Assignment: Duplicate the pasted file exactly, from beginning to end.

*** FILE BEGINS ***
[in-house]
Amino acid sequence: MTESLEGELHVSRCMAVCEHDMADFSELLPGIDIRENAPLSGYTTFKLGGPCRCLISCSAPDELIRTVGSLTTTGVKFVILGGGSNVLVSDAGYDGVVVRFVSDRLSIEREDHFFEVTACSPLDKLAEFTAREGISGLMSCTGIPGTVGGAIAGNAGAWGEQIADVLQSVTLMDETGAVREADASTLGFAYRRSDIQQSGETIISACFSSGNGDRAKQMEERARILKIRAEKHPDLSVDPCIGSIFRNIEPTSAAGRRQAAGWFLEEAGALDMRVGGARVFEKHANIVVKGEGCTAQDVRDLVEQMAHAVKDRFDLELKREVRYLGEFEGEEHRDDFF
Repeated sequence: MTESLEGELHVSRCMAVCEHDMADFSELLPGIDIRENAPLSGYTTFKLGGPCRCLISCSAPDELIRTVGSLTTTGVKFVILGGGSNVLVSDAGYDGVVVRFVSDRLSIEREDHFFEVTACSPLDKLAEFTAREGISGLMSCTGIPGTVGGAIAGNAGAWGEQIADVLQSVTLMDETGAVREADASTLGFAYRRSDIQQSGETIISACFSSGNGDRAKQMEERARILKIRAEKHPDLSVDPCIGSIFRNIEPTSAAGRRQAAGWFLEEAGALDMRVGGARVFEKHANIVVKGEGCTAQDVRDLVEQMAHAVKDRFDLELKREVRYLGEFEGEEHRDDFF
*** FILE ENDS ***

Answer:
[in-house]
Amino acid sequence: MTESLEGELHVSRCMAVCEHDMADFSELLPGIDIRENAPLSGYTTFKLGGPCRCLISCSAPDELIRTVGSLTTTGVKFVILGGGSNVLVSDAGYDGVVVRFVSDRLSIEREDHFFEVTACSPLDKLAEFTAREGISGLMSCTGIPGTVGGAIAGNAGAWGEQIADVLQSVTLMDETGAVREADASTLGFAYRRSDIQQSGETIISACFSSGNGDRAKQMEERARILKIRAEKHPDLSVDPCIGSIFRNIEPTSAAGRRQAAGWFLEEAGALDMRVGGARVFEKHANIVVKGEGCTAQDVRDLVEQMAHAVKDRFDLELKREVRYLGEFEGEEHRDDFF
Repeated sequence: MTESLEGELHVSRCMAVCEHDMADFSELLPGIDIRENAPLSGYTTFKLGGPCRCLISCSAPDELIRTVGSLTTTGVKFVILGGGSNVLVSDAGYDGVVVRFVSDRLSIEREDHFFEVTACSPLDKLAEFTAREGISGLMSCTGIPGTVGGAIAGNAGAWGEQIADVLQSVTLMDETGAVREADASTLGFAYRRSDIQQSGETIISACFSSGNGDRAKQMEERARILKIRAEKHPDLSVDPCIGSIFRNIEPTSAAGRRQAAGWFLEEAGALDMRVGGARVFEKHANIVVKGEGCTAQDVRDLVEQMAHAVKDRFDLELKREVRYLGEFEGEEHRDDFF